not be allowed for fire suppression systems unless an explicit analysis shows that
they will remain effective.
Is the force of any explosion capable of causing further barriers to be damaged or
destroyed? Can it cause additional fires and/or explosions in the facility? Again,
credit can be taken for the dissipation of explosive energy by existing barriers, if
they have not been damaged by the crash. Credit can also be taken for diversion
of the explosive force through breaches caused by the crash, thus reducing the
shock to intact barriers. The basis for taking credit should be documented. Again,
characterization of the explosive force generated relative to barrier strength and
the force transmitted to collocated explosives is required to justify the credit.
Step 4. Based on the findings of the previous step, determine if a release could occur,
given the scenario as defined. Again, specific guidance cannot be provided, but the
following questions should guide the analyst's thinking:
Could any of the material at risk in the facility be impacted by any release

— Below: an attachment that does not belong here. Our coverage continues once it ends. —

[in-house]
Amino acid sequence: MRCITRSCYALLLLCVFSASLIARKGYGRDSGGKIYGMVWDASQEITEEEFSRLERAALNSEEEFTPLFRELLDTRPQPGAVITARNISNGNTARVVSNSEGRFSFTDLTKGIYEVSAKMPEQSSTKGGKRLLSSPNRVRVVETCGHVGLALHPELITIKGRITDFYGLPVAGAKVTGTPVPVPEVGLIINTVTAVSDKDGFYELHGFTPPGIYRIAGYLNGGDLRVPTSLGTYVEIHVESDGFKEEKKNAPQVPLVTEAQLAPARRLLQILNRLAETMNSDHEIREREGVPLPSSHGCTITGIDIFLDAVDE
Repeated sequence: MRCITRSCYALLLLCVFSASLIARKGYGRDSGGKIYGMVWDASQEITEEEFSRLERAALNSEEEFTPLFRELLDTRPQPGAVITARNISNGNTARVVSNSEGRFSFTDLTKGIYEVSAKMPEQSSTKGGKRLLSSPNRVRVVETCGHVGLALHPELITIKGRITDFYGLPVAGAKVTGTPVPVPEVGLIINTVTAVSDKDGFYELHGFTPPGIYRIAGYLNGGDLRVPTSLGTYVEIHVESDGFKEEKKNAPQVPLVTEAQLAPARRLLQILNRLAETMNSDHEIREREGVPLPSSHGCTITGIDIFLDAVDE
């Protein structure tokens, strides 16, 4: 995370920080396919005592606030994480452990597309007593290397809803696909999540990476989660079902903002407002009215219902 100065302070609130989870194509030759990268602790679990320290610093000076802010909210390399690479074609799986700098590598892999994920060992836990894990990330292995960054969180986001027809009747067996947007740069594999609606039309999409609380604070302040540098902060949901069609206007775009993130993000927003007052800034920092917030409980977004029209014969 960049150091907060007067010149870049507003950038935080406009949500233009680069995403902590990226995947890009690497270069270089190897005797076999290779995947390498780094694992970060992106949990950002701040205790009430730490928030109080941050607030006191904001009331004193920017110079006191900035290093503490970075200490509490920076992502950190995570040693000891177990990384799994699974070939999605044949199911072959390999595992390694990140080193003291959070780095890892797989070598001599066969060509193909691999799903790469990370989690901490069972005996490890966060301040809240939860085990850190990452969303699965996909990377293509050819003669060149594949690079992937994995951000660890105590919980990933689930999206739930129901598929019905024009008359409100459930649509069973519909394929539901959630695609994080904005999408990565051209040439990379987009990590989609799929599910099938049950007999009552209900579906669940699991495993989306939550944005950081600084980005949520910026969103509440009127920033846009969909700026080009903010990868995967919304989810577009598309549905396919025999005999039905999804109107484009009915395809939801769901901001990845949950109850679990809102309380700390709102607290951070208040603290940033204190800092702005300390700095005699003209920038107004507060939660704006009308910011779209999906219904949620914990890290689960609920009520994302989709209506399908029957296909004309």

mechanism (e.g., shock, fire, explosion) as a result of the scenario? The answer
to this question should be "yes" if there is any material that is not separated from
the energy available from the release mechanism by an intact barrier capable of
dissipating that energy.
Could the primary confinement around any of that material be breached as a result
of the scenario? The answer to this question should be "yes" if the structural
integrity of the primary confinement is degraded below that required under accident
conditions and if there is a driving force capable of causing the material to migrate
through the breach.
Could a path to the atmosphere result from the scenario? The answer to this
question should be "yes" if there are no longer any intact barriers between the
material and the atmosphere, assuming that the primary confinement is failed and
that there is a driving force capable of causing the material to migrate along the